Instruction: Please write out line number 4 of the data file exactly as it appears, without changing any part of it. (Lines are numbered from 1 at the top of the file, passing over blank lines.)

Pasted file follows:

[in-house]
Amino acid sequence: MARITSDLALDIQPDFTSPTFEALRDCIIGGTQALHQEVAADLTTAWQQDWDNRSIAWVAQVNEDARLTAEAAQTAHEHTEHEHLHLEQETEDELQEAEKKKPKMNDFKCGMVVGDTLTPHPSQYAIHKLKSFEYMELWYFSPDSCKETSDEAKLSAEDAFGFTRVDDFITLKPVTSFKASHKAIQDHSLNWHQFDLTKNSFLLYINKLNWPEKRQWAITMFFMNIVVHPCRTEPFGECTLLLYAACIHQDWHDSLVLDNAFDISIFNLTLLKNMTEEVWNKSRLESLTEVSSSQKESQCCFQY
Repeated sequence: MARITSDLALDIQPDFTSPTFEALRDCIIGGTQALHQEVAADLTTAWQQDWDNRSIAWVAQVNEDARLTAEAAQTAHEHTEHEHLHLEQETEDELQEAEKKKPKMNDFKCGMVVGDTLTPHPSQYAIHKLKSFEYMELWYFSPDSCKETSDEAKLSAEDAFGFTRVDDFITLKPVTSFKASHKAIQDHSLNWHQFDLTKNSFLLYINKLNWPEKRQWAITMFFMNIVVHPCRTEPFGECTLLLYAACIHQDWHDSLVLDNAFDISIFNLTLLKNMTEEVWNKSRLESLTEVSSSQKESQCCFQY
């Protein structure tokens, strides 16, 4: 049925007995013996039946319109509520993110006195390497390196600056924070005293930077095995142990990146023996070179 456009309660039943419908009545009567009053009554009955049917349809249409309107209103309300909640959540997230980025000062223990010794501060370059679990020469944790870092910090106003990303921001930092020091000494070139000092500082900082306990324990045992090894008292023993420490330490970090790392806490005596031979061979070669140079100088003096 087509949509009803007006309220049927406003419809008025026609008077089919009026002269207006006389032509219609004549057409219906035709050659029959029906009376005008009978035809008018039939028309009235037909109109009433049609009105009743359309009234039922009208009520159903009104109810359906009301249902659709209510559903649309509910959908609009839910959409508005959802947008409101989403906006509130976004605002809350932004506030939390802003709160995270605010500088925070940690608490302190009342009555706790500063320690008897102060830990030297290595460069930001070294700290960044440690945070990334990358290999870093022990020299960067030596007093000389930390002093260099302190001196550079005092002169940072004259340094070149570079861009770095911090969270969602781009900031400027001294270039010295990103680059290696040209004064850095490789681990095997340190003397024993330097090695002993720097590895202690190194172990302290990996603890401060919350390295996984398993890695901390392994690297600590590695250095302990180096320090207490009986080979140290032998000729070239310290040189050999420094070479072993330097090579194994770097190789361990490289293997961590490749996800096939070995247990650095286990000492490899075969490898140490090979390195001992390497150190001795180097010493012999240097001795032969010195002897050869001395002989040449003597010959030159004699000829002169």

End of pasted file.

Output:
């Protein structure tokens, strides 16, 4: 049925007995013996039946319109509520993110006195390497390196600056924070005293930077095995142990990146023996070179 456009309660039943419908009545009567009053009554009955049917349809249409309107209103309300909640959540997230980025000062223990010794501060370059679990020469944790870092910090106003990303921001930092020091000494070139000092500082900082306990324990045992090894008292023993420490330490970090790392806490005596031979061979070669140079100088003096 087509949509009803007006309220049927406003419809008025026609008077089919009026002269207006006389032509219609004549057409219906035709050659029959029906009376005008009978035809008018039939028309009235037909109109009433049609009105009743359309009234039922009208009520159903009104109810359906009301249902659709209510559903649309509910959908609009839910959409508005959802947008409101989403906006509130976004605002809350932004506030939390802003709160995270605010500088925070940690608490302190009342009555706790500063320690008897102060830990030297290595460069930001070294700290960044440690945070990334990358290999870093022990020299960067030596007093000389930390002093260099302190001196550079005092002169940072004259340094070149570079861009770095911090969270969602781009900031400027001294270039010295990103680059290696040209004064850095490789681990095997340190003397024993330097090695002993720097590895202690190194172990302290990996603890401060919350390295996984398993890695901390392994690297600590590695250095302990180096320090207490009986080979140290032998000729070239310290040189050999420094070479072993330097090579194994770097190789361990490289293997961590490749996800096939070995247990650095286990000492490899075969490898140490090979390195001992390497150190001795180097010493012999240097001795032969010195002897050869001395002989040449003597010959030159004699000829002169």